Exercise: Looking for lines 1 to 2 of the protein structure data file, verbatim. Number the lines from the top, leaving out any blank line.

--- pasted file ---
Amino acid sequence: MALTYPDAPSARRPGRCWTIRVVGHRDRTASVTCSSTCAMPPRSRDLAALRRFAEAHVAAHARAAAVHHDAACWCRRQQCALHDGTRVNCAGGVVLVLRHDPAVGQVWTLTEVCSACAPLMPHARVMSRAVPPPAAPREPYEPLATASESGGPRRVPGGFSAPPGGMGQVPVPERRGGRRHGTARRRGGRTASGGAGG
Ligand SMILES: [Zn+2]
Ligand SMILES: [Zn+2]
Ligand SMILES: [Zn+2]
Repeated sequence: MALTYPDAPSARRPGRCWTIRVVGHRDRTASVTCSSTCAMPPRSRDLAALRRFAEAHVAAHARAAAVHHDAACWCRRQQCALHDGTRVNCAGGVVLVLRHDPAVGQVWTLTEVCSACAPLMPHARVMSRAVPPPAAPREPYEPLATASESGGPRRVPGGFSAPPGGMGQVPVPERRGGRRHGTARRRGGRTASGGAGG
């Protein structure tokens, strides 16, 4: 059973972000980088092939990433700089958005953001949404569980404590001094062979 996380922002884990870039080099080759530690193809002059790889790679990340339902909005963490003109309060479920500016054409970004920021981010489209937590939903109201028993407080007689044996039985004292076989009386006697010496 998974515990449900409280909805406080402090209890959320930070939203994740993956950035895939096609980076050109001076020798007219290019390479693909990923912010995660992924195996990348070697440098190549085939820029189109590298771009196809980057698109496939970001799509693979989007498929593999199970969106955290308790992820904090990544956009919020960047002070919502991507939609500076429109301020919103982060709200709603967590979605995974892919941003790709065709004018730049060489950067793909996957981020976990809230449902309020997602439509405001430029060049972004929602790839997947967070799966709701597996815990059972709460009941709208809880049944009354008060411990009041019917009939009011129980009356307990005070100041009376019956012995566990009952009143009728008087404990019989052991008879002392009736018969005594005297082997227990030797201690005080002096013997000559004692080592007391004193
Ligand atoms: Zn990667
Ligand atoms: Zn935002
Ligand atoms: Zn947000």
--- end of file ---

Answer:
Amino acid sequence: MALTYPDAPSARRPGRCWTIRVVGHRDRTASVTCSSTCAMPPRSRDLAALRRFAEAHVAAHARAAAVHHDAACWCRRQQCALHDGTRVNCAGGVVLVLRHDPAVGQVWTLTEVCSACAPLMPHARVMSRAVPPPAAPREPYEPLATASESGGPRRVPGGFSAPPGGMGQVPVPERRGGRRHGTARRRGGRTASGGAGG
Ligand SMILES: [Zn+2]